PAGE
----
When I was stationed at Fort Sherman in Panama in the 70’s, it was a remote Army complex on the Atlantic end of the Canal. There were several barracks, and some housing for officers, but less than 30 full time residents lived there.
For the soldiers who came from cities and urban areas, the isolation drove them crazy, but it suited me just fine. Every day was sunny there and the ocean was only a short walk away.
Palm trees were all along the water’s edge and so were fresh coconuts ready to crack open with a rock. The beaches were narrow, the sand was brown, but the seashells were as big as my hand.I spent a lot of time walking those lonely beaches.
One of the downsides, the weather rarely changed, the seasons were when it rained, and when it rained a lot more. All my friends and I especially missed autumn. We’d sit around and talk about leaves changing colors, the smell of them burning. We missed nights so cold you needed a jacket and days when the air was crisp.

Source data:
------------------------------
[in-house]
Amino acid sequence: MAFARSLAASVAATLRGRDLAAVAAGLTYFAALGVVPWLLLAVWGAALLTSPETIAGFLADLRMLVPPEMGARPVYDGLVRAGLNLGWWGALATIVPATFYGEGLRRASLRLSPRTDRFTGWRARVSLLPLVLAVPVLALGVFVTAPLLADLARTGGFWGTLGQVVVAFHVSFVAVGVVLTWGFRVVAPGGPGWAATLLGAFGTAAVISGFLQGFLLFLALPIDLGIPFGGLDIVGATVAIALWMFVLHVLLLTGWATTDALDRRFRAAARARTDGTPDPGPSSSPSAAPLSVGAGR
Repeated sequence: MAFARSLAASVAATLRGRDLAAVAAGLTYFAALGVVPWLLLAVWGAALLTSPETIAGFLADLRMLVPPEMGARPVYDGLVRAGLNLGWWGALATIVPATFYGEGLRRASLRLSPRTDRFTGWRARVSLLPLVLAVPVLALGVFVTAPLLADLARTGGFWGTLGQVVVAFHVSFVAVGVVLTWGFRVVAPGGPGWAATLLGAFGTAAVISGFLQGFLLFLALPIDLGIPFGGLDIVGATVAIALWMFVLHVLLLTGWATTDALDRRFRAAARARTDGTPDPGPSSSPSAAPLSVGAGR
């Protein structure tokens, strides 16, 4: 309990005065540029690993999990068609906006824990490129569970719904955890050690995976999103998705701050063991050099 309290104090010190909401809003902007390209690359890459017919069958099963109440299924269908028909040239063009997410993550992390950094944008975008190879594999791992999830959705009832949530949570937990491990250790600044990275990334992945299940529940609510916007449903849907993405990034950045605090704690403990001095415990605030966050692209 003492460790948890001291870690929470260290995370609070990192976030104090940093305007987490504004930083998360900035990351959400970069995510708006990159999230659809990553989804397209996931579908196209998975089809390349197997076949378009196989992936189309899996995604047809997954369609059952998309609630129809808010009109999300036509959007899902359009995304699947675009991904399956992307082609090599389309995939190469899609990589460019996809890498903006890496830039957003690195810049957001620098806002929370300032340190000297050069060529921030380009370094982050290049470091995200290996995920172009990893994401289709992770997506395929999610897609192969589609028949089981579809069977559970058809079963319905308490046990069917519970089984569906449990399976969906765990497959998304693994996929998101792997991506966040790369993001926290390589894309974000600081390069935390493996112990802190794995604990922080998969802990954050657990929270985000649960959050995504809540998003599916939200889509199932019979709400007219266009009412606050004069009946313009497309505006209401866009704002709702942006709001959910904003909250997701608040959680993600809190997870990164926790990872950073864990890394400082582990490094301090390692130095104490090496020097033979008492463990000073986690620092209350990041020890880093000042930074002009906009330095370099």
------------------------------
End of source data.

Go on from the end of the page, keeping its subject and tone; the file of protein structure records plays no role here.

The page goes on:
That October, the sister of a platoon buddy sent him a care package. She had used leaves that had fallen in their backyard as packing material. That evening as always we gathered at the beach and built a fire, but that night we all went home for a while.
Our friend brought all those leaves his sister had sent, and gave each of us a handful. We took turns tossing them into the fire and instead of laughing and telling jokes, we all sat still and dreamed about home.
That night everyone around that fire became family, hugged by the smell of burning leaves.